Membranous obstruction of inferior vena cava is one of the causes of Budd-Chiari Syndrome (BCS). These membranes are thought to be a congenital abnormality, but they are more frequently acquired (Sevenet et al. 1989). Inferior Vena Cava (IVC) obstruction is more common in Asian male population, and in western countries BCS is found mostly in women and its predominant cause is hepatic vein obstruction (Plessier and Valla 2008). This syndrome encompasses various hepatic venous outflow blocks, one of which is membranous obstruction of the IVC. In contrast to hepatic vein thrombosis, formation of a membrane may be an outcome of recurrent thrombosis (Okuda 2001). BCS has been shown by the literature to be associated with pro-thrombotic states (Janssen et al. 2000).

Diagnosis can be established by clinical examination, Doppler ultrasound, computed tomography (CT), magnetic resonance imaging (MRI), and venography.

Obstructive membrane was predominantly treated through surgery but percutaneous transluminal balloon angioplasty is an alternative and effective form of treatment (Xu et al. 2004; Han et al. 2013). Balloon dilatation, with or without stenting of hepatic veins and/or IVC has been reported earlier by various authors (Srinivas et al. 2012). Percutaneous transluminal angioplasty for a complete membranous obstruction of the suprahepatic inferior vena cava is safe and effective, and the long-term results are excellent (Kucukay et al. 2016).

Case presentation

We present a 45 years old woman with known congenital heart defect, who was transferred to our hospital with right atrial tumour suspicion and an unrecognized BCS.

A surgical closure of an atrial septal defect (ASD) was performed when she was 8 years old. After childbirth in 2008, she was treated with heparin for pulmonary embolism, followed by a short period of warfarin therapy (a few months). An echocardiographic examination (ECHO) was performed in 2009, after the patient complained of a certain effort intolerance, and a discrete leg edema. A recanalization of ASD was excluded, and the finding was described as within normal limits.

During the preceding 6 months, she had some serious clinical symptoms: a more severe dyspnea, cough, effort intolerance, ascites and leg swelling. She was admitted to a county hospital. The differential diagnosis was focused on heart failure, lung disease, and occult neoplasm. ECHO revealed a tumorous process in the right atrium 2.7 × 1.7 cm attached to the atrial septum (Fig. 1). She was transferred to our institution for further investigation and treatment.

Fig. 1
figure 1

ECHO The first echo performed in a local hospital, indicated a possible tumour in the right atrium (arrow), what was the reason for referring the patient to our institution for further diagnostics and treatment

At admission, the patient’s clinical examination revealed a markedly distended abdomen with prominent superficial veins, bilateral pedal edema and hepato-splenomegaly. There was no jaundice. Clinical presentation was highly suspicious for BCS. ECHO (transthoracic and trans-esophageal), followed by MRI, revealed a membrane, dividing IVC inflow and right atrium, without communication (Fig. 2).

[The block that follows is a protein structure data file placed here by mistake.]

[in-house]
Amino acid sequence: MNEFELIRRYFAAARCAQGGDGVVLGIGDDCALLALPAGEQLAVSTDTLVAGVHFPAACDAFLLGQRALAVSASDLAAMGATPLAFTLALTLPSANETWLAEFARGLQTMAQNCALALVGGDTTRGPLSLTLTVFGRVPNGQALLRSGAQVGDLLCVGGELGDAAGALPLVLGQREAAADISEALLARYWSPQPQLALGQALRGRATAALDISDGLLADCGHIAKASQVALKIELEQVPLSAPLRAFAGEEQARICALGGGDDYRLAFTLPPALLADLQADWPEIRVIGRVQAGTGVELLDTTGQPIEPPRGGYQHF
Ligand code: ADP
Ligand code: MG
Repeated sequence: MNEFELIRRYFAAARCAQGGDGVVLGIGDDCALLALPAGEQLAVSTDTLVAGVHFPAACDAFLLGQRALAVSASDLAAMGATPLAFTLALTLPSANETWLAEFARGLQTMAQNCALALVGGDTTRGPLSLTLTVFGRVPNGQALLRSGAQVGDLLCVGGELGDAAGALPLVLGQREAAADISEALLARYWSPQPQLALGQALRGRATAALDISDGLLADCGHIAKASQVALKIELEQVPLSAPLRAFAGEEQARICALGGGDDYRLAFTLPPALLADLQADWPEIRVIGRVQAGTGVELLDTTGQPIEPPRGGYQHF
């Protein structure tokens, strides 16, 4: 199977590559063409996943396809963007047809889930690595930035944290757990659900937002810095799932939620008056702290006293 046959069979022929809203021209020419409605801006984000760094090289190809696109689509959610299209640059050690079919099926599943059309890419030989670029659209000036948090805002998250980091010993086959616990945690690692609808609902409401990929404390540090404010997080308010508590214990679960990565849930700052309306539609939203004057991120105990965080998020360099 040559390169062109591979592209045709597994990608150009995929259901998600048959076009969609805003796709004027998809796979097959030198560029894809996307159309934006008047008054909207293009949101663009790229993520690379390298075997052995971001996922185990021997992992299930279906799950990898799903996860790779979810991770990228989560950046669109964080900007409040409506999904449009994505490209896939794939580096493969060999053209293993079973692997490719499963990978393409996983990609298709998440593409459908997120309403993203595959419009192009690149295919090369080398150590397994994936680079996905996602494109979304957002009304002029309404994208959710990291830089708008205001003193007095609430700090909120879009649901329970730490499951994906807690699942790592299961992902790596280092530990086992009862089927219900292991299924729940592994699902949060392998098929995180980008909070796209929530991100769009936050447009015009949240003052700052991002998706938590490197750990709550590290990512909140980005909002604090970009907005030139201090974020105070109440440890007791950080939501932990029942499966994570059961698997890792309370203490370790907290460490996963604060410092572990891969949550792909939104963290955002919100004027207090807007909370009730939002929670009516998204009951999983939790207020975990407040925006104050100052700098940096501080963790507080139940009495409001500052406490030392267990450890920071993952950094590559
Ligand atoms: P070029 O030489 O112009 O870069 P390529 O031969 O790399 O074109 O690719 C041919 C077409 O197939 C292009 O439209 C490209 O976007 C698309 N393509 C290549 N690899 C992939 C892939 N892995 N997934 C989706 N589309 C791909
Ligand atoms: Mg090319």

Fig 2
figure 2

NMR: a IVC dilated (3,5–4,1 cm) separated from RA with a 3 mm thick membrane (arrow) obstructing the flow, b dilated hepatic veins

Percutaneous intervention was indicated. The patient was primed with 300 mg of Clopidogrel and 325 mg of Aspirin. Venous access was obtained via 6 French sheaths in the right femoral vein. Unfractionated heparin (5.000 units) was given. Venography was performed via pigtail catheter. It revealed a short, completely occluded segment (thick web) between the right atrium (RA) and IVC. After an unsuccessful attempt to puncture the membrane with a distal tip of an Amplatz stiff wire (J curve, 0,035 Cook Medical, Bloomington, IN, USA), the thick web was punctured with a curved needle through a transseptal introducer sheath (Mullins Sheath 8 Fr and Brokenborough needle 18 gauge, Medtronic, Minneapolis, MN, USA), in the same manner as we would puncture the interatrial septum. After confirming the position of the needle by contrast injection, the sheath was advanced over the needle into the RA, beyond the occlusion. Then a 0.032 J-tip wire was negotiated across the web and was parked in the right subclavian vein. The membrane was first dilated with an available 6,0/20 mm non compliant coronary balloon (NC Emerge, Boston Scientific, Boston MA, USA), with 16 atm, followed by dilatation with a bigger non-complined peripheral balloon16/20 mm with 20 atm (Atlas Gold, Bard Vascular, Tempe AZ USA), with poor result. Sequentially, several balloon dilatations with 30/40 mm semi-compliant balloon (Z-med II, Numed-Braun, Bethlehem, PA, USA), with 4 atm pressure was performed, resulting in immediate recoil. Satisfactory result was achieved after the inflated big balloon was sharply withdrawn through the membrane (a “Rashkind-like” manoeuvre). Stenting was not possible, due to the membrane position (Fig. 3).